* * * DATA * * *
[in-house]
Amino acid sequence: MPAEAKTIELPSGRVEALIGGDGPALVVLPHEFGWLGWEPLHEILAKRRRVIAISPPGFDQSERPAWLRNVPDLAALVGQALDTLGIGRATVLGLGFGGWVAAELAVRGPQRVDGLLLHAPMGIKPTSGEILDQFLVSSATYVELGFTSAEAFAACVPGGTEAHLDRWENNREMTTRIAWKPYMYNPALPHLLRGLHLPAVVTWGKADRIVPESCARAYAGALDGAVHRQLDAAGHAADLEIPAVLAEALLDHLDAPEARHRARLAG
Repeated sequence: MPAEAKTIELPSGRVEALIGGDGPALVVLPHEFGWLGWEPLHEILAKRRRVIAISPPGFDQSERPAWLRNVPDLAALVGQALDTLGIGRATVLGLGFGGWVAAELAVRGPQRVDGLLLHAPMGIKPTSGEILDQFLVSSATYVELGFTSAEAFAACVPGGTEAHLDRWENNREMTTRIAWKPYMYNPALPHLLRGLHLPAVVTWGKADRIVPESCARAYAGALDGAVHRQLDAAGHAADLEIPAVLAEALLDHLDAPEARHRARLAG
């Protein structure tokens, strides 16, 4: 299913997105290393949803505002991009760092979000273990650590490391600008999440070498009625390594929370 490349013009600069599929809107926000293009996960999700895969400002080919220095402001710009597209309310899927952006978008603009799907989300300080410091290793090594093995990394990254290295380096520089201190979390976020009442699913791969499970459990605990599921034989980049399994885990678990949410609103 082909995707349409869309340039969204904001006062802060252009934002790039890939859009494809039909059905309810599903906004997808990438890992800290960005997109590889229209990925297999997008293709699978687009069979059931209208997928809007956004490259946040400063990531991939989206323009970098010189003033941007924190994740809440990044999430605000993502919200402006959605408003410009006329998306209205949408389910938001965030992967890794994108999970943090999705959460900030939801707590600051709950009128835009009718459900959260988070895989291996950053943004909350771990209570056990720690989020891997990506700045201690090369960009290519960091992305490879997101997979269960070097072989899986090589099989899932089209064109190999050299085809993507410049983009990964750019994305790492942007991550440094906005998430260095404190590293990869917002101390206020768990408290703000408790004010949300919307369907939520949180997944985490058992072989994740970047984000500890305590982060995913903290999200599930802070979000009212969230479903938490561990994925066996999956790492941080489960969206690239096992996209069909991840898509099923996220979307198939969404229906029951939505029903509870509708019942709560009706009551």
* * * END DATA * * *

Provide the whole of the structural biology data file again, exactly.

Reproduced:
[in-house]
Amino acid sequence: MPAEAKTIELPSGRVEALIGGDGPALVVLPHEFGWLGWEPLHEILAKRRRVIAISPPGFDQSERPAWLRNVPDLAALVGQALDTLGIGRATVLGLGFGGWVAAELAVRGPQRVDGLLLHAPMGIKPTSGEILDQFLVSSATYVELGFTSAEAFAACVPGGTEAHLDRWENNREMTTRIAWKPYMYNPALPHLLRGLHLPAVVTWGKADRIVPESCARAYAGALDGAVHRQLDAAGHAADLEIPAVLAEALLDHLDAPEARHRARLAG
Repeated sequence: MPAEAKTIELPSGRVEALIGGDGPALVVLPHEFGWLGWEPLHEILAKRRRVIAISPPGFDQSERPAWLRNVPDLAALVGQALDTLGIGRATVLGLGFGGWVAAELAVRGPQRVDGLLLHAPMGIKPTSGEILDQFLVSSATYVELGFTSAEAFAACVPGGTEAHLDRWENNREMTTRIAWKPYMYNPALPHLLRGLHLPAVVTWGKADRIVPESCARAYAGALDGAVHRQLDAAGHAADLEIPAVLAEALLDHLDAPEARHRARLAG
């Protein structure tokens, strides 16, 4: 299913997105290393949803505002991009760092979000273990650590490391600008999440070498009625390594929370 490349013009600069599929809107926000293009996960999700895969400002080919220095402001710009597209309310899927952006978008603009799907989300300080410091290793090594093995990394990254290295380096520089201190979390976020009442699913791969499970459990605990599921034989980049399994885990678990949410609103 082909995707349409869309340039969204904001006062802060252009934002790039890939859009494809039909059905309810599903906004997808990438890992800290960005997109590889229209990925297999997008293709699978687009069979059931209208997928809007956004490259946040400063990531991939989206323009970098010189003033941007924190994740809440990044999430605000993502919200402006959605408003410009006329998306209205949408389910938001965030992967890794994108999970943090999705959460900030939801707590600051709950009128835009009718459900959260988070895989291996950053943004909350771990209570056990720690989020891997990506700045201690090369960009290519960091992305490879997101997979269960070097072989899986090589099989899932089209064109190999050299085809993507410049983009990964750019994305790492942007991550440094906005998430260095404190590293990869917002101390206020768990408290703000408790004010949300919307369907939520949180997944985490058992072989994740970047984000500890305590982060995913903290999200599930802070979000009212969230479903938490561990994925066996999956790492941080489960969206690239096992996209069909991840898509099923996220979307198939969404229906029951939505029903509870509708019942709560009706009551």